In the article on the iShares U.S. Consumer Staples ETF (IYK), I briefly outlined the reasons for a conservative view on the defensive names that investors are likely following closely amid the stagflation risk and the storm raging on the Street this year.
I emphasized that though playing defense when interest rates are going up fast inviting somber economic forecasts is a totally rational move, valuation is another piece of the puzzle that is not to be forgotten. And ignoring valuation can have severe consequences. The example of Target’s (TGT) swift and devastating price decline that sparked a broad sell-off dragging down even the most resilient players was a warning.
Today, I would like to take a closer look at another passively-managed ETF targeting the seemingly recession-resistant corner of the market, the Invesco Dynamic Food & Beverage ETF (NYSEARCA:PBJ), answering a few questions mostly regarding factor exposure I believe investors should also ask themselves.
Before we proceed to the details, I should highlight that the principal conclusion of the analysis I performed is that the factor mix PBJ has at the moment makes it a Buy. Another way of saying, while acknowledging that the ETF is not completely immune to possible sluggish performance in the short term in case macro data surprise to the downside, I am of the opinion its valuation profile together with the adequate level of quality and an aura of defensiveness make it a better investment in the current environment.
The top line: what is inside PBJ?
What is the investment strategy of the ETF? PBJ is a high-turnover passively-managed fund designed to track the Dynamic Food & Beverage Intellidex Index provided by ICE Data Indices, LLC. Its methodology is guided by the proprietary Revere Hierarchy industry classification system developed by FactSet.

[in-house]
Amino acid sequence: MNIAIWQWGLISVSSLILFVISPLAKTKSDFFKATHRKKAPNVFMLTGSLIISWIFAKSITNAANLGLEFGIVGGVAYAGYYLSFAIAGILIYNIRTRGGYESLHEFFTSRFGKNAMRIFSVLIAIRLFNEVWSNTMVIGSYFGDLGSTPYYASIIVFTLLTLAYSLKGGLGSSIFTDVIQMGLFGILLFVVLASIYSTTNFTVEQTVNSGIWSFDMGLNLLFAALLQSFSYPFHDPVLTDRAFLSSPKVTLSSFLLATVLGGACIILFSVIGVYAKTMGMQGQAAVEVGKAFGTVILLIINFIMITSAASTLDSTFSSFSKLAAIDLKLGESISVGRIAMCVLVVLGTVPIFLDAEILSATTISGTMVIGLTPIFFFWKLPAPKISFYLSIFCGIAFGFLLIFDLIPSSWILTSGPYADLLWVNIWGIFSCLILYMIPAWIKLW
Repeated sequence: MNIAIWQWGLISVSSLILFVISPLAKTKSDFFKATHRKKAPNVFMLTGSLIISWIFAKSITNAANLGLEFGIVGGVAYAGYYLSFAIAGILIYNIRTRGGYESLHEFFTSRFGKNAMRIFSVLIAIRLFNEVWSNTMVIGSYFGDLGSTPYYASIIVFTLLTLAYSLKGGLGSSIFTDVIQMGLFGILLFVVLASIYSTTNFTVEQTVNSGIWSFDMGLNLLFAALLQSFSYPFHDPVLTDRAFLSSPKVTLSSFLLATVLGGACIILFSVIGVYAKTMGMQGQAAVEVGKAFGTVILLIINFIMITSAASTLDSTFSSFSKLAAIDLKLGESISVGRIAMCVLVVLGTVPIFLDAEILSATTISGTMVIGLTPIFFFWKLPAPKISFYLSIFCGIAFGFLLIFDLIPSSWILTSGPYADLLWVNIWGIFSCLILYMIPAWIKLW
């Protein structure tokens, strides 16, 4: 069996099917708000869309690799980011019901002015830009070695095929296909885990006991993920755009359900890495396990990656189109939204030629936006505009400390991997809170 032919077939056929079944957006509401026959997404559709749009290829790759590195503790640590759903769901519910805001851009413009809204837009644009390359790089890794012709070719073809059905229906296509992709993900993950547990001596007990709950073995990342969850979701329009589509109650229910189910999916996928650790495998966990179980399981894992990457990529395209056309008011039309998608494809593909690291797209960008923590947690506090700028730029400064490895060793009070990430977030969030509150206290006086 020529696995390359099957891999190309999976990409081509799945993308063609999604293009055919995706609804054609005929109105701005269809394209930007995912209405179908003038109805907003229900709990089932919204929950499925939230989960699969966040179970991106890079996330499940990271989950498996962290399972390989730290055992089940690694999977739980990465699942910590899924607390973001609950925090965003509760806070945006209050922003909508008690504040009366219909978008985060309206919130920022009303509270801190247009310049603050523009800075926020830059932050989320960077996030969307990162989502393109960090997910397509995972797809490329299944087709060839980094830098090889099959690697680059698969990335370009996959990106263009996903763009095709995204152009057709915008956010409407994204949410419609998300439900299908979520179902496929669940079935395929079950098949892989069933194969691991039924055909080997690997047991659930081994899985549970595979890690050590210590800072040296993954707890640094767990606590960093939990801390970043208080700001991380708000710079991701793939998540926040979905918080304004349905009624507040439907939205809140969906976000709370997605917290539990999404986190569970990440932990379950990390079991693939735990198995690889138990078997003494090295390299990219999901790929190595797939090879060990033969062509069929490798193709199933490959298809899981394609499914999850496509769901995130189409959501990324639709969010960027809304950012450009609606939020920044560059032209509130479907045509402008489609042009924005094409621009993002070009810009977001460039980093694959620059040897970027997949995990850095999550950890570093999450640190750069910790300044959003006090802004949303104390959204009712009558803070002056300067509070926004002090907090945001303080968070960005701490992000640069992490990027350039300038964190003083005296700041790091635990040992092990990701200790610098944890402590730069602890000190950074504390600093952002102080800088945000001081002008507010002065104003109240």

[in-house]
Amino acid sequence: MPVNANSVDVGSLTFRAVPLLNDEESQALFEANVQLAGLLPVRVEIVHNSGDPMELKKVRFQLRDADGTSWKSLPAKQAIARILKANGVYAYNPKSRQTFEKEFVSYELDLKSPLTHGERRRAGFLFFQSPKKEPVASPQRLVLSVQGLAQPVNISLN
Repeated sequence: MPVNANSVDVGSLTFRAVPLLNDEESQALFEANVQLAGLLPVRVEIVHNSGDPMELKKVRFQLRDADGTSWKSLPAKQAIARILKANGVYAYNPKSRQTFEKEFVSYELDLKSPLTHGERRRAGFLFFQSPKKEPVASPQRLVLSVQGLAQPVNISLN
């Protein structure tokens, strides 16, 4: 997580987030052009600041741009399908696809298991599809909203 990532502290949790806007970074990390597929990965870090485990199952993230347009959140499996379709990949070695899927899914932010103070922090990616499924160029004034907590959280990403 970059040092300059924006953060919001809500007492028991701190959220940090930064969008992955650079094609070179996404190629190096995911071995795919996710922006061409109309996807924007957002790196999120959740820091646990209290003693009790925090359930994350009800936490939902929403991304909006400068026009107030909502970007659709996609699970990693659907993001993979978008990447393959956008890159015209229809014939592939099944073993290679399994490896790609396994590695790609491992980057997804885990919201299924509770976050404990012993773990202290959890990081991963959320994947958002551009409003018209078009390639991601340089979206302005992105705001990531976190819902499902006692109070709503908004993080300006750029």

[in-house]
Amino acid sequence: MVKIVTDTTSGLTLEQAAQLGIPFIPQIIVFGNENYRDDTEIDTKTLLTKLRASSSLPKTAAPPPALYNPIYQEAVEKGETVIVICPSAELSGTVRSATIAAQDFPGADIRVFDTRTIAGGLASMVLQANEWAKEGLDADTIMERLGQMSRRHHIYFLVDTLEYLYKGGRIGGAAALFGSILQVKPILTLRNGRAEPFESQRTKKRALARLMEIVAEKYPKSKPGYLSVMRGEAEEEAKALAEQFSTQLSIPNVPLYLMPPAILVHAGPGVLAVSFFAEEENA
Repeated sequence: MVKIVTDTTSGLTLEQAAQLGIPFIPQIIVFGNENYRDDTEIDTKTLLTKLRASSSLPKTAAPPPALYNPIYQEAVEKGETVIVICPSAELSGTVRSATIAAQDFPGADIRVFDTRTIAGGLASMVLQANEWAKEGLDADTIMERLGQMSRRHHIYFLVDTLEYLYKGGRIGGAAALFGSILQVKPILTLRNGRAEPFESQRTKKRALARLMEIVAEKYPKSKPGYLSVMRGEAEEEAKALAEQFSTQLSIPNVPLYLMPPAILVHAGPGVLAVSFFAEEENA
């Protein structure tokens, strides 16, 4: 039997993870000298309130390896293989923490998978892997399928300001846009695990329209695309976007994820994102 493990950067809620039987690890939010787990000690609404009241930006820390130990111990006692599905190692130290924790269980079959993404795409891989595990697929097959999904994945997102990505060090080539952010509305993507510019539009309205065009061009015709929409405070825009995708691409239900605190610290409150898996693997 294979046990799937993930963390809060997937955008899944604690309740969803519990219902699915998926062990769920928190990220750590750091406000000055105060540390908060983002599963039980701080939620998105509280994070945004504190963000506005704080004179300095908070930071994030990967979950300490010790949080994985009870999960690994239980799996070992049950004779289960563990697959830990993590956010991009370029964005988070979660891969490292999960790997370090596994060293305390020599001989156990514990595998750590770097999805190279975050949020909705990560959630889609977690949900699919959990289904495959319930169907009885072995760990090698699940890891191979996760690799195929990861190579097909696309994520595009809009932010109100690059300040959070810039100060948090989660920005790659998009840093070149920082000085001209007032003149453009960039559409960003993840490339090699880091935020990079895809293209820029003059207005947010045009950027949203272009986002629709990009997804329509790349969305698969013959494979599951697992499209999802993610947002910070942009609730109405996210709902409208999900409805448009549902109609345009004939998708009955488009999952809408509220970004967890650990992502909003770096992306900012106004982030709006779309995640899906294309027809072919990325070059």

While targeting companies that manufacture, sell, or distribute “food and beverage products, agricultural products and products related to the development of new food technologies,” the index shows the red light to pet supplies stores and tobacco growers and manufacturers. That makes PBJ a comparatively superior pick for investors who are for whatever reason shun exposure to the tobacco industry compared to the Vanguard Consumer Staples ETF (VDC), for example. VDC’s website shows almost 9% allocation to tobacco, with Philip Morris International (PM) being the largest name in the segment. The same is true for IYK which is even heavier in PM, with 7.5% of the net assets deployed.
The PBJ portfolio encompasses 30 equity holdings from the two GICS sectors, namely сonsumer staples and consumer discretionary. Its exposure to the latter is diminutive, with just 2.7% allocated to the one stock, Acros Dorados Holdings (ARCO), a franchisee of McDonald’s (MCD) restaurants with operations in Latin America and the Caribbean.
Is the PBJ portfolio adequately valued in the current iteration?
Sysco (SYY), PBJ’s major investment at the moment with a weight close to 5.4%, does not fit into a value investor’s portfolio. Almost every multiple except for those based on sales is too stretched. Keurig Dr Pepper (KDP), the fund’s second-largest position (5.1%) is trading at a slight premium to the sector medians and 5-year averages, so again, no clear value opportunity is observable. However, this very first impression is misleading.
If taken with a due context in mind, the PBJ portfolio does sport value characteristics which are manifested in close to 48% of the holdings (16 stocks in total) having a Quant Valuation grade of B- or better. These stocks with the multiples pointing to underappreciation are presented in the table below.
Yes, these are principally smaller-size, mid-cap names, but the echelon is rife with bargains, so no coincidence here. As a reminder, in May, IYK was burdened with more than 61% of the holdings having a D+ Valuation grade or worse, a precarious proposition as we are navigating the bear market; a due remark here is that since my May note on this ETF, its price has declined by 4%, partly proving my point that valuation matters.